Those old Wandres are such wacky, interesting guitars, but never particularly inviting to play, in my experience. What drew you to that Wandre?
It’s not really a guitar, right? It has this texture you can’t get from much else. It’s between a guitar and a banjo, and I don’t know why it’s so appealing to me, but it’s all over the record. All of the little detail things that you hear on the periphery in the stereo spread is mostly the Wandre.
The arrangement and tuning on “The Red Brick” are interesting, too.
The stuff that sounds like a banjo is the Wandre, and the backwards desert blues kind of thing is the Esquire, and there’s one guitar that’s got most of its strings tuned to C and it’s droning. Then there’s one more guitar that’s in standard tuning that’s playing a riff that kind of takes it out of the key of C and makes the song a little more ambiguous sounding.
What bass is on that track? It sounds interesting.
I have a Fender Mustang bass that has Alembic pickups. It’s a real oddball, and I haven’t been able to find anything else that sounds like it. This is what ends up happening with a lot of my gear. If I develop any kind of relationship with it, I can’t get rid of it. It’s just a weird, kind of crappy Mustang bass, but with those Alembic pickups, it sounds monstrous through a Fender Champ, and that’s what you’re hearing on that song.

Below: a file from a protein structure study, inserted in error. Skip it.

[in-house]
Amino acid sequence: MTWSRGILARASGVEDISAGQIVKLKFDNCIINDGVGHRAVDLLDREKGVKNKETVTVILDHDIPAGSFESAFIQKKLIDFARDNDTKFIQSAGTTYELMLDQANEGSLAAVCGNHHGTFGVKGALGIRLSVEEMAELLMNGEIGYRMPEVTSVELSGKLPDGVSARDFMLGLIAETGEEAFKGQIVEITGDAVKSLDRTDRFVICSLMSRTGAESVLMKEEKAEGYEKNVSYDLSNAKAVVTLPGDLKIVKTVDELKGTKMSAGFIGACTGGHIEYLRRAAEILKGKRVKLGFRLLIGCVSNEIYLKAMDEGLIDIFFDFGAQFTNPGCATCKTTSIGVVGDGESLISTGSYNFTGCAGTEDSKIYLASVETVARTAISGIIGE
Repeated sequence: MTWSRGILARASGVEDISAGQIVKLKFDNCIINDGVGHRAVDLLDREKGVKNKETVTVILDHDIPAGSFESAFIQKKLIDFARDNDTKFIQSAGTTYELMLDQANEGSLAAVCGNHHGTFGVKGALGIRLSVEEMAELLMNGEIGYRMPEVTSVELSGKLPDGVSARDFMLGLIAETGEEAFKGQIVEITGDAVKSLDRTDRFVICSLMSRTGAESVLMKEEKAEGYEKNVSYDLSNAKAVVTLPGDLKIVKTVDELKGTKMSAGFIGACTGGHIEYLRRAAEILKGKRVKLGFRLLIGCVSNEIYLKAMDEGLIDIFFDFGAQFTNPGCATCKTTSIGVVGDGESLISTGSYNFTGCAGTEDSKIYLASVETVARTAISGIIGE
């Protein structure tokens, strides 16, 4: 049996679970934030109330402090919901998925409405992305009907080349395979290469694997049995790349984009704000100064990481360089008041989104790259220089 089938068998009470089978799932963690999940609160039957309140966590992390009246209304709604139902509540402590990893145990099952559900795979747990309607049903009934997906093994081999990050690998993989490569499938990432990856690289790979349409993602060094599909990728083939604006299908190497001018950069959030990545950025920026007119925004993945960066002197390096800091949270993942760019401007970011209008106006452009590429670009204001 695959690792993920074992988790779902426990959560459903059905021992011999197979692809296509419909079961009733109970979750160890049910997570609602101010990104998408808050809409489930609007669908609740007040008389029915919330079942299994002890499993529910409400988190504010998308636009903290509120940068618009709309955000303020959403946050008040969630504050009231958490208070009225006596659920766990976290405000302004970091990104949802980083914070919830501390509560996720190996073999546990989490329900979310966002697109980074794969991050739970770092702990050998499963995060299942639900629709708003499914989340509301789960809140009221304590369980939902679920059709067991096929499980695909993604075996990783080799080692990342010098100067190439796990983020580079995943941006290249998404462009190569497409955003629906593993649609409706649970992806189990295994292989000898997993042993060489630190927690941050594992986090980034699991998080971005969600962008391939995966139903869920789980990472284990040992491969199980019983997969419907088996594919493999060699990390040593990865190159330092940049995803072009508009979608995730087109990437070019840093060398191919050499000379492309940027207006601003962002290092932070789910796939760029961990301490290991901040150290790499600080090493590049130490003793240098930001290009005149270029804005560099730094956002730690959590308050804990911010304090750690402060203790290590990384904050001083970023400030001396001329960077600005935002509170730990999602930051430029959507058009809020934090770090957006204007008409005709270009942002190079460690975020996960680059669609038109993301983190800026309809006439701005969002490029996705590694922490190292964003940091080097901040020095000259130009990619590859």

My favorite fuzz tone is from one of my Fender Champs that has a replacement speaker in it that I’ve never seen before. I think it’s from an intercom or something. It shouldn’t be in a guitar amp and wasn’t meant for that kind of power. For some reason, it sounds like the most incredible, gigantic fuzz tone, and everybody always asks what pedal I’m using when I play through that amp.
You’ve always had a real strength for adding interesting parts and nuanced adornment without losing the plot of a song. Any advice for singer-songwriters looking to do the same?
You shouldn’t be too precious about things. You can come up with the greatest part in the world and it might not make the song better. I’m constantly backtracking. I’ll put something on a song and live with it for a few days, and I’ll always make a point to go back to where I was before I made the transition to that different landscape and ask myself if it really made it better, or if it was better before—when it was more sparse. I’m not indecisive at all, and there are times when I just know that I’ve transformed something into something better. I think a lot of people just keep adding because they assume that’s the direction you’re always supposed to be moving in, but I think that it’s really important to backtrack from time to time.We have a phrase for it: “That’s a cool part, but it won’t affect sales.”
In early January, Jeff Tweedy performed Warm’s “I Know What It’s Like” on Jimmy Kimmel Live!, joined by his sons, Spencer and Sammy, as well as Blake Mills (playing a Gibson Barney Kessel model), James Elkington (sporting a Les Paul), and Liam Finn on bass.